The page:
During many years of clinical practice, I have seen no deeper anguish than that experienced by the families of schizophrenia patients. Sandra Evans {front page, Dec. 13} describes the dailiness of that pain in writing of the Westwoods' life of impossible choices. A similar theme was echoed by Beverly Sills {Parade, Nov. 24}; she tells of feeling too empty to speak after spending a day with her adult mentally ill son. When well-meaning people suggest that they understand, she answers with the loneliest words in the language: ''They cannot understand.''

The love and responsibility of families like the Westwoods extend beyond their own lifetimes. Painful as the pres-ent may be, they live with a deeper dread -- how will our son or daughter be cared for after our death? Will his relentless needs destroy the lives of our other children?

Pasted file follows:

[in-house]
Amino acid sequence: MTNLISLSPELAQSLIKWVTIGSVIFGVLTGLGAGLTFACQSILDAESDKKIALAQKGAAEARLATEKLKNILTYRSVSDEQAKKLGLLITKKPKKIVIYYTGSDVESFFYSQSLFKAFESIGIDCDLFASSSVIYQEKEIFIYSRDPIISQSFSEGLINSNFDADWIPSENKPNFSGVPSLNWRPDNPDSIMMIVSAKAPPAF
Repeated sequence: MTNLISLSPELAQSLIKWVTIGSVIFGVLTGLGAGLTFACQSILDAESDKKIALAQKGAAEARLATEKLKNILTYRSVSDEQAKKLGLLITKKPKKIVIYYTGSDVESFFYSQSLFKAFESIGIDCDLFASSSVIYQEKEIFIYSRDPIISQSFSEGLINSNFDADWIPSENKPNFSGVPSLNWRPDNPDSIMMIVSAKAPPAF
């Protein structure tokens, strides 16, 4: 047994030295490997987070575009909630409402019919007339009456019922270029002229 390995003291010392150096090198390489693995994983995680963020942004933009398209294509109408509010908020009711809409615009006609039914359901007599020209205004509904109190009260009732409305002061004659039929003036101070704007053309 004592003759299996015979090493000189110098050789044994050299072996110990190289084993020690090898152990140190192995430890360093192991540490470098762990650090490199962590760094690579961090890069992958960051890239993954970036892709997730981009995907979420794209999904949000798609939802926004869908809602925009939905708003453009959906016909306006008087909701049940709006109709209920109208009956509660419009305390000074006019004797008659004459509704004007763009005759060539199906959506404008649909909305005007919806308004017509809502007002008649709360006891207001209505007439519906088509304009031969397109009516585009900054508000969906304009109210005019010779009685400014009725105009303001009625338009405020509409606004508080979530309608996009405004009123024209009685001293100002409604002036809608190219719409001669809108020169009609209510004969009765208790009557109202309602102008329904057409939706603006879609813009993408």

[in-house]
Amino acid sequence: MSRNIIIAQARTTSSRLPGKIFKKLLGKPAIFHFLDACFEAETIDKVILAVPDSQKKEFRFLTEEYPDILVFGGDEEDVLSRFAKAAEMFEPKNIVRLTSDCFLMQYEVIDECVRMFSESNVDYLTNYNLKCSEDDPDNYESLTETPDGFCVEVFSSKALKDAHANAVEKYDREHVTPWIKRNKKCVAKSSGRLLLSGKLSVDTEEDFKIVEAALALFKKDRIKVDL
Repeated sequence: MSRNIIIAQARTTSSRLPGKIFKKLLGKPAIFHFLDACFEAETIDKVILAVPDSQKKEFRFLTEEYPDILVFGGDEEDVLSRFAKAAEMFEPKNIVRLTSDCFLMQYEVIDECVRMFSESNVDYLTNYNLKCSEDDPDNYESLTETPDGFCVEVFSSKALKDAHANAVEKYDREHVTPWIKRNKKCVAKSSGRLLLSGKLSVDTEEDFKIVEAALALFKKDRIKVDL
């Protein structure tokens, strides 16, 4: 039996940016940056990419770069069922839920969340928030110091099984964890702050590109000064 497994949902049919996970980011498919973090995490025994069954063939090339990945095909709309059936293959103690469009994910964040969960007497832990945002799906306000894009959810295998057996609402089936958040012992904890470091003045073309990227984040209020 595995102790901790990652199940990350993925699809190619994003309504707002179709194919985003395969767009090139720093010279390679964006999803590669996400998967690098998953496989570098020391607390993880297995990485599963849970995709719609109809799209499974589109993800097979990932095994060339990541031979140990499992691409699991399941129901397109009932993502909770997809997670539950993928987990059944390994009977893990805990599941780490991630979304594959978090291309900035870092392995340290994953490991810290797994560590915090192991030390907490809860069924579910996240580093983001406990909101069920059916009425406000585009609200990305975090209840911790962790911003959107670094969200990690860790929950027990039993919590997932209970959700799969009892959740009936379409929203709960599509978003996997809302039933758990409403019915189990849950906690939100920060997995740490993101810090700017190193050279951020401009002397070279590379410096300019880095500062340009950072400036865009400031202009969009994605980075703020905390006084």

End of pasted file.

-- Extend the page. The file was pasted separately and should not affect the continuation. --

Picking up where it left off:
The long-term solution for problems caused by this biochemical brain disease must come from the laboratory, but a fledgling organization is now providing help for some of these problems. PLAN of Maryland and the District is a nonprofit group founded and managed by families. Its purpose is to act in lieu of parents: to see that basic needs are met, that crises are handled and that the quality of clients' lives is preserved as much as possible. Services are provided at cost, and in some cases of financial need no fees are charged. (And, of course, tax-deductible donations are welcomed from anyone.)

Families of the seriously mentally ill are encouraged to call this organization. In my opinion, PLAN represents a ''best buy'' in the business of alleviating human misery. CAROLYN S. MACKENZIE Washington